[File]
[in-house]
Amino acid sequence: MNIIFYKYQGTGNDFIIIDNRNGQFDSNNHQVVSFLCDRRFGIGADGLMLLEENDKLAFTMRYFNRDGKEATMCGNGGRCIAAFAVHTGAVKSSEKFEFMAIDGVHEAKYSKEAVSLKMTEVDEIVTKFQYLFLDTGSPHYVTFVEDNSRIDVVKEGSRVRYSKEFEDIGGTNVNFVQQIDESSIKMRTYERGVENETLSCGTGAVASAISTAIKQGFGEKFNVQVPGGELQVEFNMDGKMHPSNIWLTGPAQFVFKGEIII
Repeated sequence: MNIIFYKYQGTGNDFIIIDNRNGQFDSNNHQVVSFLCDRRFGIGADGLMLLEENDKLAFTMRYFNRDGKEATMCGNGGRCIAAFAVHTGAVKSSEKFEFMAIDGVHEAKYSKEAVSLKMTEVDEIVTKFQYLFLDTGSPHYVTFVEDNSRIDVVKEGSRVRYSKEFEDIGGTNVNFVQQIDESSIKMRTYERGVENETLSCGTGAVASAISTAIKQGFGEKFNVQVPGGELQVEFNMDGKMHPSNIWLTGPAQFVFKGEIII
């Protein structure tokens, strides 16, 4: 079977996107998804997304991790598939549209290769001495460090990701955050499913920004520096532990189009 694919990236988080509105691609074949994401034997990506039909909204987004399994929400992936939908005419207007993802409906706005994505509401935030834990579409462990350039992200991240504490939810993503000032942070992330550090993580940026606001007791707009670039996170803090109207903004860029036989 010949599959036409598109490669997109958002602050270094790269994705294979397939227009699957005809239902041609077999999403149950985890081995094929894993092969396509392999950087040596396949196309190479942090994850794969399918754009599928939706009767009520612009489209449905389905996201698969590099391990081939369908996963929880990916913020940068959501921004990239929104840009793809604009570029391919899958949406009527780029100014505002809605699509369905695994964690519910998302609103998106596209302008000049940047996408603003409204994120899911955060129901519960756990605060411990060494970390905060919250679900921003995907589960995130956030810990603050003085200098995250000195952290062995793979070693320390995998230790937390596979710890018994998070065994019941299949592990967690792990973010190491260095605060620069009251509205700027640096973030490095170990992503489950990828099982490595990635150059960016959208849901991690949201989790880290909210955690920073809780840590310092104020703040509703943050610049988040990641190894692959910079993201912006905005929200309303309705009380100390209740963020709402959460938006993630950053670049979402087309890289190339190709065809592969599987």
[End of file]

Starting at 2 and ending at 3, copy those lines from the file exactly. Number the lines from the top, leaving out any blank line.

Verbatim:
Amino acid sequence: MNIIFYKYQGTGNDFIIIDNRNGQFDSNNHQVVSFLCDRRFGIGADGLMLLEENDKLAFTMRYFNRDGKEATMCGNGGRCIAAFAVHTGAVKSSEKFEFMAIDGVHEAKYSKEAVSLKMTEVDEIVTKFQYLFLDTGSPHYVTFVEDNSRIDVVKEGSRVRYSKEFEDIGGTNVNFVQQIDESSIKMRTYERGVENETLSCGTGAVASAISTAIKQGFGEKFNVQVPGGELQVEFNMDGKMHPSNIWLTGPAQFVFKGEIII
Repeated sequence: MNIIFYKYQGTGNDFIIIDNRNGQFDSNNHQVVSFLCDRRFGIGADGLMLLEENDKLAFTMRYFNRDGKEATMCGNGGRCIAAFAVHTGAVKSSEKFEFMAIDGVHEAKYSKEAVSLKMTEVDEIVTKFQYLFLDTGSPHYVTFVEDNSRIDVVKEGSRVRYSKEFEDIGGTNVNFVQQIDESSIKMRTYERGVENETLSCGTGAVASAISTAIKQGFGEKFNVQVPGGELQVEFNMDGKMHPSNIWLTGPAQFVFKGEIII